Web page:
I think the location of the amp has a lot to do with it. I haven't noticed much difference between amps, but I haven't really looked into that issue very much.

    The point I would make about amp location is that, in the sorts of low rent gigs I usually play, I don't have a lot of choice about amp location.

    I know that some players make the hollowbody work and don't have a problem with feedback. I heard both Wes and Jim Hall live, and neither one had the problem.

    I was never able to adequately address the feedback issue. And, even when the guitar isn't howling, there can be some unpleasant reinforcement of lower frequencies. I often hear that problem when I hear local guys with archtops.

    My solution is to play a solid body or semi-hollow with a block under the bridge.

  13. #43
    Join Date
    Mar 2013
    Location
    London
    Posts
    8,695
    Last time I did a mainstream big band gig I played a Tele. You wouldn't believe the amount of raised eyebrows and bullshit. And then they heard me play and were like 'wow you can get a really good jazz tone out of that' - and of course it came in handy for the inevitable Maynard Ferguson charts. And I did get the call again, so it wasn't a total mistake haha.

    But this was a reaction - I had taken a flatwound loaded electric archtop and found it not to be versatile enough. Even if a band plays a load of '50s Basie charts, if you get a solo it's most likely to be on one of the rocky numbers. Or in fact, Rocky.

    On this gig I had to play solos on a roasting 280+ Cherokee and MacArthur Park (which has a big feature rock guitar solo.)

    Also - electric bass. Modern drums.

    And of course, Freddie Green did not play a flatwound loaded electric archtop, so that's not even the right sound for that music. Not that modern Big Bands play at the dynamic level of the Basie band.

    Truth is the most sensible choice for a modern Big Band is a 335 or some other semi-acoustic, because it is basically the most versatile guitar you can get that still looks like a 'jazz guitar.' And that of course is why cats play them. (I don't have one.)

    OTOH with a period big band, you probably won't be soloing. Acoustic archtop is fine with a boom mic, lavelier or whatever. You might need to bring a banjo too.

    BUT - for period big band/dance band music finding a drummer who doesn't mindlessly bash away on a big ole ride cymbal is quite hard. It's the main thing most bands get wrong unless they are lucky to have a period specialist... Such as the fella in Jonathan's bands. Acoustically that washes everything out and doesn't compliment vintage approaches to bass and guitar playing. I actually find classically trained theatre drummers can be better for this than jazz drummers because they view the set more instrumentally (like a percussion station) - but you need to find one that swings of course.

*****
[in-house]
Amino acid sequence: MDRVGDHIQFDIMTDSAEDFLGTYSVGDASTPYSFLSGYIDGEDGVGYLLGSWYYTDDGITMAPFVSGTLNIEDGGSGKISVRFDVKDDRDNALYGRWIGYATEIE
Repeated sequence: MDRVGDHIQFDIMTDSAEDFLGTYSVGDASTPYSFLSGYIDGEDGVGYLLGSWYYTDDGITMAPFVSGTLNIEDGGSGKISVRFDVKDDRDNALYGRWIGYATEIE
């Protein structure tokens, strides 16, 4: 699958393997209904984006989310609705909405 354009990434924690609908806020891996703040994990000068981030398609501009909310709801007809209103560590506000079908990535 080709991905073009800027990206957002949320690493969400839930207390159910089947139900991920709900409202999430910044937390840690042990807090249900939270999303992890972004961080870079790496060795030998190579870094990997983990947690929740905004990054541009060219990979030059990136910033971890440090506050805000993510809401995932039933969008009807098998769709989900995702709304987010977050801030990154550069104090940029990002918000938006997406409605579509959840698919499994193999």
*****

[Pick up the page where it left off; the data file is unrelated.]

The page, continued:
14. #44
    I have been using my Yamaha cheapie Strat copy in three horn bands, including 2 full big bands, for a couple of years. And, it's pretty ratty looking.

    But, the only sass I've ever heard about it was from gear-heads.

    We did a gig at music store which had a concert series and I heard later that the salesmen were making fun of it.

    I've had two engineers on different recordings sessions complain about it. In the first case I was happy with the sound (and so was the band leader) so I ignored it. In the second case, we compared it to my Fender -- and the Fender sounded better. That was for a pop sounding strummed part -- and it may be that the single coil in the Fender sounded better than the HB in the copy. We used the Fender.

    The musicians in the horn bands, many of whom are old enough to remember the Big Bang, never batted an eye.

  15. #45
    Join Date
    Jan 2012
    Location
    Hobart
    Posts
    647
    I used my Les Paul Recording for my last big band gig - "Beatles" night - lots of more modern arrangments where the sound of my archtop was not really ideal. Was really good - but for the couple of Basie charts, I didn't like the four to the bar sound nearly as much as my mic'd archtop. I asked a couple of the horn players what they thought, they thought it was fine.

Join our Facebook Page

Get in Touch


Jazz Guitar eBooks
How To Get a Jazz Guitar Tone?
Privacy Policy

 

 

Follow us on:

Jazz Guitar Online on FacebookJazz Guitar Online on TwitterJazz Guitar Online on YoutubeJazz Guitar Online RSS Feed